Adviser says Lenihan ‘was worried guarantee mightn’t stick’

Cathy Herbert says she would have known if former minister had been overruled

Cathy Herbert, former special adviser to Brian Lenihan, arrives at the banking inquiry at Leinster House. Photograph: Gareth Chaney Collins

Cathy Herbert, former special adviser to Brian Lenihan, arrives at the banking inquiry at Leinster House. Photograph: Gareth Chaney Collins

 

Brian Cowen did not overrule Brian Lenihan on the night the blanket bank guarantee was introduced, the Oireachtas banking inquiry heard on Thursday.

Cathy Herbert, former special adviser to the late former minister for finance, confirmed she was in Government Buildings on the night of September 29th, 2008.

Ms Herbert said she did not speak to the minister until three o’clock the following morning when he was leaving the meetings. She said he was concerned about the magnitude of the decision made but made no reference to his proposal to nationalise Anglo Irish Bank.

“He was worried; he was concerned,” said Ms Herbert. “He was worried the guarantee mightn’t stick, worried that it wouldn’t be enough, that this shot wouldn’t be enough.

“He was worried about what was facing him next morning in terms of talking to key people. And he was also conscious of the moment of the decision that had been taken, the importance of the decision.”

Ms Herbert said he had argued strongly in favour of the nationalisation of Anglo Irish Bank.On the question of an overruling, she said: “It didn’t emerge to me as a problem and I think that if it had been a problem, if there had been a serious disagreement, in other words, if he felt he had been overruled and if he had a complaint, I would have known.”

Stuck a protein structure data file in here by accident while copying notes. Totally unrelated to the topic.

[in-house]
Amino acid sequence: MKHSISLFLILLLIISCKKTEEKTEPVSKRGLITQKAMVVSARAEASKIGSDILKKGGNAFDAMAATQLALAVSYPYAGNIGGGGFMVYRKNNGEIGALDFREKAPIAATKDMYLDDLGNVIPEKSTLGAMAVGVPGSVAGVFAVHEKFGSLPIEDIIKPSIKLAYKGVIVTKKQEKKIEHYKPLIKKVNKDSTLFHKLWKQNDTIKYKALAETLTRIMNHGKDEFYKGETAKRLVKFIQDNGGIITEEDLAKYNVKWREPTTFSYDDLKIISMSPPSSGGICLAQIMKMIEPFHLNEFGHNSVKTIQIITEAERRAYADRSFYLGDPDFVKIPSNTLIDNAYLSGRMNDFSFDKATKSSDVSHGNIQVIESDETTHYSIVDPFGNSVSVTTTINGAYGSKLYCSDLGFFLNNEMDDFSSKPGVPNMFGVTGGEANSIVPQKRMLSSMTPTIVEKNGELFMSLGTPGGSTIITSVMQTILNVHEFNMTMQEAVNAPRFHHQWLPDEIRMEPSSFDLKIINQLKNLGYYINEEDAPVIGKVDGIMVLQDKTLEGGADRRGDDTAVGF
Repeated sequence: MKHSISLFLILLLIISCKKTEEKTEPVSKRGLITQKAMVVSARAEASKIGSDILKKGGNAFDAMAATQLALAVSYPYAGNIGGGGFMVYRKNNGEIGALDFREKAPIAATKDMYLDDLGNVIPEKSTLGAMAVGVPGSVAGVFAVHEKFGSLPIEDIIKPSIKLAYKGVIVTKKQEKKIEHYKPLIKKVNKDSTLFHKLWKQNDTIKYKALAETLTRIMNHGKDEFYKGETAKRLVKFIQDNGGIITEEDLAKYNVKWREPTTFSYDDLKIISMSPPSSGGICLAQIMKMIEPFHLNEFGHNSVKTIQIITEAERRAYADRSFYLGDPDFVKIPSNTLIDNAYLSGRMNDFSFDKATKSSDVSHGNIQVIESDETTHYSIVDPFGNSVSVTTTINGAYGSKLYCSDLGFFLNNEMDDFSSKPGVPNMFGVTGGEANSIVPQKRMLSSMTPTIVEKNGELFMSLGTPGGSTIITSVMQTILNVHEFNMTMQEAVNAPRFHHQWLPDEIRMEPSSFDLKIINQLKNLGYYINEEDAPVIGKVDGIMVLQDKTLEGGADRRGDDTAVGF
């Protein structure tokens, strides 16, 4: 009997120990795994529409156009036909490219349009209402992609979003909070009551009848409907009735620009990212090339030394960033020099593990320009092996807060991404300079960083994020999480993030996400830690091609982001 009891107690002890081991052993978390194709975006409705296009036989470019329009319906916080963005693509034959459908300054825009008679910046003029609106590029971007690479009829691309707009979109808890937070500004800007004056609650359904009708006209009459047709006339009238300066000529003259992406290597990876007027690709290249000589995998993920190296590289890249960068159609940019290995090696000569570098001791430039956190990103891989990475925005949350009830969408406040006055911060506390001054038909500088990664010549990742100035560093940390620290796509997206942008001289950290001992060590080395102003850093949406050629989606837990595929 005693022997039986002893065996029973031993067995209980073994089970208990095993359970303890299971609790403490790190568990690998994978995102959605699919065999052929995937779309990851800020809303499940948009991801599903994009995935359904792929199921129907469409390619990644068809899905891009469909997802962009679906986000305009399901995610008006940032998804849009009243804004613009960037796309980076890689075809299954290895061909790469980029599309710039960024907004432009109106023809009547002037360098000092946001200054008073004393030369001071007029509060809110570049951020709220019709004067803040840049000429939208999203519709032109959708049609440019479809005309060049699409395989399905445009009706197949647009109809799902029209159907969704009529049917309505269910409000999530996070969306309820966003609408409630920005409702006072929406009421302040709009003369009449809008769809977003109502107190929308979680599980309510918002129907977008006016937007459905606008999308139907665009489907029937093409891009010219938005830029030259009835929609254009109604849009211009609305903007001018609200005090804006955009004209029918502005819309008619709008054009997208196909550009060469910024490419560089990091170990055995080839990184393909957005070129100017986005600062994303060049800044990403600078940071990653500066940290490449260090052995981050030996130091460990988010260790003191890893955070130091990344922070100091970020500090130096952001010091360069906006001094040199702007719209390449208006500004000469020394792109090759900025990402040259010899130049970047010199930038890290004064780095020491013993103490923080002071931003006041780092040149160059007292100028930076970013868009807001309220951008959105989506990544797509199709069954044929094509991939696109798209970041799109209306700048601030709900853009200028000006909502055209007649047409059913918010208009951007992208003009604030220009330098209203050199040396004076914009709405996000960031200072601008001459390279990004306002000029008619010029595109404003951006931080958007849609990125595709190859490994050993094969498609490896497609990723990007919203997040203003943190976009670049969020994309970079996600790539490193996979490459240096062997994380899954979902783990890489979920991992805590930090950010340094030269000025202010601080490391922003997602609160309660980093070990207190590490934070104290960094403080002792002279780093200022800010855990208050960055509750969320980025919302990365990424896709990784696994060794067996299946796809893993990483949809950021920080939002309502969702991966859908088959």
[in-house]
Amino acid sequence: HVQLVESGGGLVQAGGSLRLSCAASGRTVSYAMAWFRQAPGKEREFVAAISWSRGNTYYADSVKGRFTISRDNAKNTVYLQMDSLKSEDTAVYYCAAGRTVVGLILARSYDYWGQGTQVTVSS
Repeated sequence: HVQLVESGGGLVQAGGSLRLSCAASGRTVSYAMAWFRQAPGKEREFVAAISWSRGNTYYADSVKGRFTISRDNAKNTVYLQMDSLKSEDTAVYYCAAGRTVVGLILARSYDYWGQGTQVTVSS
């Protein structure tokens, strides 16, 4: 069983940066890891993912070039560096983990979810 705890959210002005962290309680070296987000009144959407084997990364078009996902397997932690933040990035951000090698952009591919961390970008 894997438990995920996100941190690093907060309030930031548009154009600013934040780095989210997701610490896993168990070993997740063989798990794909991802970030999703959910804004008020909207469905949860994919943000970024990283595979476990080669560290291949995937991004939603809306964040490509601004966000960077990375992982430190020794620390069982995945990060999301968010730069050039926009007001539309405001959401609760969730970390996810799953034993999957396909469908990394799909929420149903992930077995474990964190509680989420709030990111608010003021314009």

‘Probably the best decision’

Ms Herbert said towards the end of his life Mr Lenihan said the guarantee was “probably the best decision that they could have made at that time”.

The former special adviser to Mr Lenihan was “taken by surprise” by the interview given by Central Bank governor Patrick Honohan on radio on November 18th, 2009. Mr Honohan went on RTÉ’s Morning Ireland radio programme to tell the public the Republic would probably apply for a bailout.

Mr Honohan’s intervention came when the Government was insisting Ireland had not applied for a bailout from the European Union and the International Monetary Fund, as had been reported by international media.

Ms Herbert said it had made for a difficult day for the minister for finance.“He was irritated by it. Brian Lenihan was only ever irritated briefly. I mean, not long afterwards he said to me: ‘You know, the governor had his own pressures. He’s a member of the ECB [European Central Bank]. He’s independent in the exercise of his duty.’ He had appointed him as governor and he got over it.”

Suspicion

The adviser also revealed that Mr Lenihan had a suspicion that the banks misled him on the problems in the institutions. She said he found it very difficult to understand whether they were not telling him the truth or whether it was ineptitude.

The special adviser said Mr Lenihan would have relished the chance to appear before the committee.

“I think he felt that he took the decisions he did in the best interests of the entire country.

“He was a great man for believing in the common good. He obviously deeply regretted the hardship that those decisions caused. He regretted some of the decisions on VAT, for instance. He felt that that was a retrograde step and it hit people, poor people, and people on lower incomes.”